A San Marcos local is demonstrating how one man’s trash can become another man’s treasure.
Robert Schmid, a local artist and manager of A.E. Wood Fish Hatchery, has been searching for artistic inspiration where others might overlook it. While kayaking, Schmid scans the San Marcos River and its banks for flip-flops, driftwood, glass and other miscellaneous pieces that may fit what he calls “found objects” art.
The part-time artist has collected more than 2,000 shreds of lost footwear over the last few years of his recover-and-create pastime.
In 2010, Schmid featured his installation, The Forest of Lost Soles, in the San Marcos nature center. He has also stockpiled enough driftwood to finish his latest piece, named the Four Gar of Texas.
“I wanted to find a way to tell people that flip-flops aren’t the best footwear for the river,” he said. “I had hoped to promote my work as more than just a novelty by using what someone had tossed aside in the water.”
Schmid attributed the initial spark that led him to a passion of artistic expression to his wife. She had encouraged him to take up woodcarving classes about 20 years ago. Since then, he has started doing watercolors and constructing abstract pieces such as the flip-flop installation.
“I’ve been exposed to art and the spontaneity of the process for a while now and I’ve learned that it takes a lot more than a pretty picture,” Schmid said. “You have to use a certain part of your imagination and soul to drive art, to be art.”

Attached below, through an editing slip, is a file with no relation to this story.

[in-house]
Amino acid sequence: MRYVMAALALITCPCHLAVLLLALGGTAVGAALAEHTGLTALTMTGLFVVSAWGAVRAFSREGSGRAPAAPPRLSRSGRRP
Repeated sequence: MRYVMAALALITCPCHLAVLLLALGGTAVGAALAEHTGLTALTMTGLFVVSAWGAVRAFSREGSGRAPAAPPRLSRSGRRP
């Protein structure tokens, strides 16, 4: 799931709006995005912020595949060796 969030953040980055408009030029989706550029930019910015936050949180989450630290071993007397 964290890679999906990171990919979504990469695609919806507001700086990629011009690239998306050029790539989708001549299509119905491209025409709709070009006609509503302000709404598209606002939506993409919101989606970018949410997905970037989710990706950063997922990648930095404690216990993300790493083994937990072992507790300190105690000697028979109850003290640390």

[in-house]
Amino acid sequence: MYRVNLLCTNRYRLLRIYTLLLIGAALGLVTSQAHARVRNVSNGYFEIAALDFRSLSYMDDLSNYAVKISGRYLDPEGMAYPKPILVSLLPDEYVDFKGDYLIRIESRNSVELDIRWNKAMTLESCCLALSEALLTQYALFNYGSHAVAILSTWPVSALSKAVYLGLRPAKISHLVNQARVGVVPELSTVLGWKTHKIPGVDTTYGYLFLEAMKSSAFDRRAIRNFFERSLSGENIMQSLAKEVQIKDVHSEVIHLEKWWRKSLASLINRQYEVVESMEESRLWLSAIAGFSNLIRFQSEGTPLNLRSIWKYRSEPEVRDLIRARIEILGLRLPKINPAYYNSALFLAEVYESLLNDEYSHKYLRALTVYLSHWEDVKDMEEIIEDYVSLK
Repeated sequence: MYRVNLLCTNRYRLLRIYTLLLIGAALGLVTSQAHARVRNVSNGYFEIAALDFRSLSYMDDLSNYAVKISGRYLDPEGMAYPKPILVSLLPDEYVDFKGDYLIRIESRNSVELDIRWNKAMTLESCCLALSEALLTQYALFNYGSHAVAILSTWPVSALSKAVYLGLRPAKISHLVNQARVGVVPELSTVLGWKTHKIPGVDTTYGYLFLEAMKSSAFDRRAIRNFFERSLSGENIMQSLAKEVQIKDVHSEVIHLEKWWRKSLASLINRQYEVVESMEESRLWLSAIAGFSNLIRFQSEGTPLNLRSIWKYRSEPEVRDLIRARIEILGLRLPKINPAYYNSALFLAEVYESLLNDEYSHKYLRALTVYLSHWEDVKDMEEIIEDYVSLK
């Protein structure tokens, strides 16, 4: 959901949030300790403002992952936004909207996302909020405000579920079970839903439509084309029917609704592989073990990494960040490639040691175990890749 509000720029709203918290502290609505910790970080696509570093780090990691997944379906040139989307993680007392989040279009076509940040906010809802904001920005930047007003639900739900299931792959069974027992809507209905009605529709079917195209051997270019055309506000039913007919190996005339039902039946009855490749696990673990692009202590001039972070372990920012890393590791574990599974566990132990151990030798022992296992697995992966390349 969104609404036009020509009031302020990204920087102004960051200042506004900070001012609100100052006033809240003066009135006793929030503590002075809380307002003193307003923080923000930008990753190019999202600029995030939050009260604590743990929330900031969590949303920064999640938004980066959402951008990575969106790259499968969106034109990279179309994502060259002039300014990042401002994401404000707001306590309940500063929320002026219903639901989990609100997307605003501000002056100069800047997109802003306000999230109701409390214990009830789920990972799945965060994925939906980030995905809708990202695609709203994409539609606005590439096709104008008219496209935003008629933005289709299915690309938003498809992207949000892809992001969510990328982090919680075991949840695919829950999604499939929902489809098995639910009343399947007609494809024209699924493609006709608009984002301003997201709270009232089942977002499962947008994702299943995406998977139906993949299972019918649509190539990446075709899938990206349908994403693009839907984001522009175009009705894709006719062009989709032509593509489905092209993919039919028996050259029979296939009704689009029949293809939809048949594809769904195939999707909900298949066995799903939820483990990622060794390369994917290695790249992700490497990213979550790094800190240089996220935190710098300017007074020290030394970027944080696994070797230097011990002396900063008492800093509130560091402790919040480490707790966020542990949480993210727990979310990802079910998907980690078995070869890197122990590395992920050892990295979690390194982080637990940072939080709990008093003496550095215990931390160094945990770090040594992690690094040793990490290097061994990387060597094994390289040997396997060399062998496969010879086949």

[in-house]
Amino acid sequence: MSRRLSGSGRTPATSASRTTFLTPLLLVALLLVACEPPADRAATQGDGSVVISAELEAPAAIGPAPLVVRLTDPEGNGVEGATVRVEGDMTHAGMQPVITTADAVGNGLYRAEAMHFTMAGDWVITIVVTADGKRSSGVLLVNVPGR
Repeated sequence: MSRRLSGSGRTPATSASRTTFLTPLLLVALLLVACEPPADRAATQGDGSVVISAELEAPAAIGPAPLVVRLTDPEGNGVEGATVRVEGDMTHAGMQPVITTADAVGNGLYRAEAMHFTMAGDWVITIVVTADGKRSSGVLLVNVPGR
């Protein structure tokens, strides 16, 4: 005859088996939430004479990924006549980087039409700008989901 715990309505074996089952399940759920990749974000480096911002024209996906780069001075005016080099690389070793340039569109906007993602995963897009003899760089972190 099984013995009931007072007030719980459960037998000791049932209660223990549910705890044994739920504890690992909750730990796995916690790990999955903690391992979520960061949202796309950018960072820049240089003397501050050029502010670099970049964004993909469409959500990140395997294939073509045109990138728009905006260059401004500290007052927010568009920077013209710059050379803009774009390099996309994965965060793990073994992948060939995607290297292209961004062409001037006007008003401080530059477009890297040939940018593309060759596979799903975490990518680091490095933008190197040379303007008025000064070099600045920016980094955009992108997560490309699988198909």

The artist went on to mention how a significant amount of the originality in his work derives from Julia Cameron’s book, The Artist Way. He said the novel instilled in him how the idea of worldly inspiration creates a sense of possibility in almost every walk of life.
“I like to take my grandkids on walks down by the river, and when we do, everything I notice around us, an old bicycle, a crooked stick, broken glass, I see as something that could be used for art,” Schmid said.
In the future, Schmid would like to find somewhere he can display his work where it would be appreciated.
Until then, the casual shoe collector said he plans to continue doing his part to keep the river clean while studying works by famous Texas artists and developing more opinions of his own.
“One thing that bugs me about art is how if you’re going to make something so damn abstract, like a painted-black wooden board, then you have to explain it,” he said. “Especially if you’re going to price it for $10,000, because your ‘average Joe’ trying to make a living isn’t going to appreciate that due to the price. So, tell people about your work and why you did it. Maybe someone out there will appreciate your experience with the piece as much as you did.”